$\newcommand{\angles}[1]{\left\langle\, #1 \,\right\rangle} \newcommand{\braces}[1]{\left\lbrace\, #1 \,\right\rbrace} \newcommand{\bracks}[1]{\left\lbrack\, #1 \,\right\rbrack} \newcommand{\dd}{{\rm d}} \newcommand{\ds}[1]{\displaystyle{#1}} \newcommand{\dsc}[1]{\displaystyle{\color{red}{#1}}} \newcommand{\expo}[1]{\,{\rm e}^{#1}\,} \newcommand{\half}{{1 \over 2}} \newcommand{\ic}{{\rm i}} \newcommand{\imp}{\Longrightarrow} \newcommand{\Li}[1]{\,{\rm Li}_{#1}} \newcommand{\pars}[1]{\left(\, #1 \,\right)} \newcommand{\partiald}[3][]{\frac{\partial^{#1} #2}{\partial #3^{#1}}} \newcommand{\root}[2][]{\,\sqrt[#1]{\vphantom{\large A}\,#2\,}\,} \newcommand{\totald}[3][]{\frac{{\rm d}^{#1} #2}{{\rm d} #3^{#1}}} \newcommand{\verts}[1]{\left\vert\, #1 \,\right\vert}$ I guess the OP is considering an application of the BS-quantization rule. Indeed the original question is not right at all. You should consider an interval, along the $\ds{x}$-axis, where the kinetic energy is $\ds{\geq 0}$. It defines the 'returning points' $\ds{\braces{x}}$ which are given by $\ds{U\tan^{2}\pars{ax}=E}$.

Hereafter we'll assume that $\ds{U > 0}$ such that the energy $\ds{E}$ is a positive quantity $\ds{\pars{~E > 0~}}$. For simplicity we'll assume the 'problem' is 'confined' to symmetrical returning points which are given by $\ds{\pm\,\tilde{x}}$ where $\ds{\tilde{x} = \frac{1}{a}\,\arctan\pars{\root{\frac{E}{U}}}}$.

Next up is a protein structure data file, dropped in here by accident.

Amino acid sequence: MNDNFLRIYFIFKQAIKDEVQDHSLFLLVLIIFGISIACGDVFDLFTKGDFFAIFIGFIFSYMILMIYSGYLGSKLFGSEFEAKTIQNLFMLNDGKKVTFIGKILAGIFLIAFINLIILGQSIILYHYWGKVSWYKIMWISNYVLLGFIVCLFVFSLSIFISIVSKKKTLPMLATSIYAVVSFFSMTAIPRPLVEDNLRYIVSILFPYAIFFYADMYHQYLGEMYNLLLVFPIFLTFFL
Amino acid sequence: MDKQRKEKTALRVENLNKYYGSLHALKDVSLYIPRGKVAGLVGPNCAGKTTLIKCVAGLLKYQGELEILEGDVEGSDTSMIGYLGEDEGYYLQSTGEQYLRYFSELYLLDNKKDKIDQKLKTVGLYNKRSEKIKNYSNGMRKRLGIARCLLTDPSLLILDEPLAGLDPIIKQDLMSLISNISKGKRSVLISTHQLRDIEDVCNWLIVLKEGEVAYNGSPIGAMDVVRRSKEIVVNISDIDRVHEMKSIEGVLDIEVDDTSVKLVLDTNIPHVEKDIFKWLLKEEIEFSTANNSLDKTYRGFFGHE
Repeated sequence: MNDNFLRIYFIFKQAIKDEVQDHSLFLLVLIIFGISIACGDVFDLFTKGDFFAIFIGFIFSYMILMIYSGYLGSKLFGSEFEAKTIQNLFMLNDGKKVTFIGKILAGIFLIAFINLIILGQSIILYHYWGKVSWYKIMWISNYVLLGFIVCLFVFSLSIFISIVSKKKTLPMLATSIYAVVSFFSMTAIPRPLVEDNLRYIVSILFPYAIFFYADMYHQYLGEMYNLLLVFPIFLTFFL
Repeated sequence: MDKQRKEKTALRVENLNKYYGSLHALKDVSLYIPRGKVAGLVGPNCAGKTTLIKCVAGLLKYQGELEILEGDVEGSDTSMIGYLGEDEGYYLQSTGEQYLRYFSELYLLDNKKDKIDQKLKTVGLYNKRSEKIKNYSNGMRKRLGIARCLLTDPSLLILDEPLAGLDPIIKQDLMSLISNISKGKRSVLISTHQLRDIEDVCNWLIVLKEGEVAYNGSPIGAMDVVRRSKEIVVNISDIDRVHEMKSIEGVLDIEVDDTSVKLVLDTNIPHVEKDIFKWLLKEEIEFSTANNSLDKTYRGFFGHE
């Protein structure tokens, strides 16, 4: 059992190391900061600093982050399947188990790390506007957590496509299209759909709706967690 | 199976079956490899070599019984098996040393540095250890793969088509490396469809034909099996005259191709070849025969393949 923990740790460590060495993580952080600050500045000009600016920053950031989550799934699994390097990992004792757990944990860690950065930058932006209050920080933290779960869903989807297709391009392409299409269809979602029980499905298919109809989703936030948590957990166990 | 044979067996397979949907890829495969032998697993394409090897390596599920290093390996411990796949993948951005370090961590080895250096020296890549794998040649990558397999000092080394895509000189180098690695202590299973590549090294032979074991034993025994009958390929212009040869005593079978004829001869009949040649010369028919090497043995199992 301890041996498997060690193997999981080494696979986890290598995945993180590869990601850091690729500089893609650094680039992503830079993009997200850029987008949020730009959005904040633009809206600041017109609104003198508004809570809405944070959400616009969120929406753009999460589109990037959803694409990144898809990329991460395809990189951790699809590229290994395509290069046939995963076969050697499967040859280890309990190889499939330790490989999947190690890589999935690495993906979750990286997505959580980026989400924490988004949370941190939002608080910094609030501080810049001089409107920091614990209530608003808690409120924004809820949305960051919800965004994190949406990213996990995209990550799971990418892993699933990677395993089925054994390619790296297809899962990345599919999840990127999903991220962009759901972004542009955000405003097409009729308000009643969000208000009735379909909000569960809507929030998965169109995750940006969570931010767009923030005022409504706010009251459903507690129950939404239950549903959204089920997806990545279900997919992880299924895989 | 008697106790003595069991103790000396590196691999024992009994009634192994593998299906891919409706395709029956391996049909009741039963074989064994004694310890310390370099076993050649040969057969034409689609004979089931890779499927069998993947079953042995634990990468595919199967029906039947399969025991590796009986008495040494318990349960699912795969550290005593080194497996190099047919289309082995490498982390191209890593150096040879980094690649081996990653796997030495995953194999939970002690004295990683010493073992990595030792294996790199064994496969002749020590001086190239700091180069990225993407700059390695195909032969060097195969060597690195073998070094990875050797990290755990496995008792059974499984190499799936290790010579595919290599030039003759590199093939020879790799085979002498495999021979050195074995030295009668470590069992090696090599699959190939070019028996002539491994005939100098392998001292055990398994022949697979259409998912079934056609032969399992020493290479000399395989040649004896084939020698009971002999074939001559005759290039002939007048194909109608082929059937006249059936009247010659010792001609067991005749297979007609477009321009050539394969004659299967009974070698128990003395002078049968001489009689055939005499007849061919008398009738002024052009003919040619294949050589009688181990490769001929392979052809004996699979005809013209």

There isn't any essential difficult whenever we consider a more general situation. We are lead to evaluate: \begin{align}&\color{#66f}{\large% \root{\frac{m}{2E}}\int_{-\tilde{x}}^{\tilde{x}} \frac{\dd x}{\bracks{1 -U\tan^{2}\pars{ax}/E}^{1/2}}} =\frac{2}{a}\root{\frac{m}{2E}} \ \overbrace{% \int_{0}^{a\tilde{x}}\frac{\dd x}{\bracks{1 -U\tan^{2}\pars{x}/E}^{1/2}}} ^{\ds{\dsc{\tan\pars{x}}\equiv\dsc{t}\ \imp\ \dsc{x}=\dsc{\arctan\pars{t}}}} \\[5mm]&=\frac{2}{a}\root{\frac{m}{2E}}\ \overbrace{% \int_{0}^{\root{E/U}} \frac{\dd t}{\bracks{1 -Ut^{2}/E}^{1/2}\pars{t^{2} + 1}}} ^{\ds{\dsc{t}\ \mapsto\ \dsc{\frac{1}{t}}}} \\[5mm]&=\frac{2}{a}\root{\frac{m}{2E}}\ \overbrace{% \int_{\root{U/E}}^{\infty} \frac{t\,\dd t}{\bracks{t^{2} -U/E}^{1/2}\pars{t^{2} + 1}}} ^{\ds{\dsc{t^{2}}\ \mapsto\ \dsc{t}}} =\frac{1}{a}\root{\frac{m}{2E}}\ \overbrace{\int_{U/E}^{\infty} \frac{\dd t}{\bracks{t -U/E}^{1/2}\pars{t + 1}}} ^{\ds{\dsc{\pars{t - U/E}^{1/2}}\ \mapsto\ \dsc{t}}} \\[5mm]&=\frac{2}{a}\root{\frac{m}{2E}}\int_{0}^{\infty} \frac{\dd t}{t^{2} + U/E + 1} =\frac{2}{a}\root{\frac{m}{2E}}\frac{1}{\root{1 + U/E}}\ \overbrace{% \int_{0}^{\infty} \frac{\dd t}{t^{2} + 1}}^{\dsc{\frac{\pi}{2}}} \end{align}

Finally, \begin{align}&\color{#66f}{\large% \root{\frac{m}{2E}}\int_{-\tilde{x}}^{\tilde{x}} \frac{\dd x}{\bracks{1 -U\tan^{2}\pars{ax}/E}^{1/2}}} =\color{#66f}{\large\frac{\pi}{a}\root{\frac{m}{2\pars{E + U}}}} \end{align} This result together with the BS-quantization rules provides an expression for the energy $\ds{E}$.

I suggest that, next time, you post this kind of question in Physics StackExchange.

  • $\begingroup$ This is plagued by errors. A hint that something went astray is the square root of a negative number at the end (but already the second line is wrong). $\endgroup$ – Did Feb 2 '15 at 4:12

Your Answer

By clicking “Post Your Answer”, you agree to our terms of service, privacy policy and cookie policy

Not the answer you're looking for? Browse other questions tagged or ask your own question.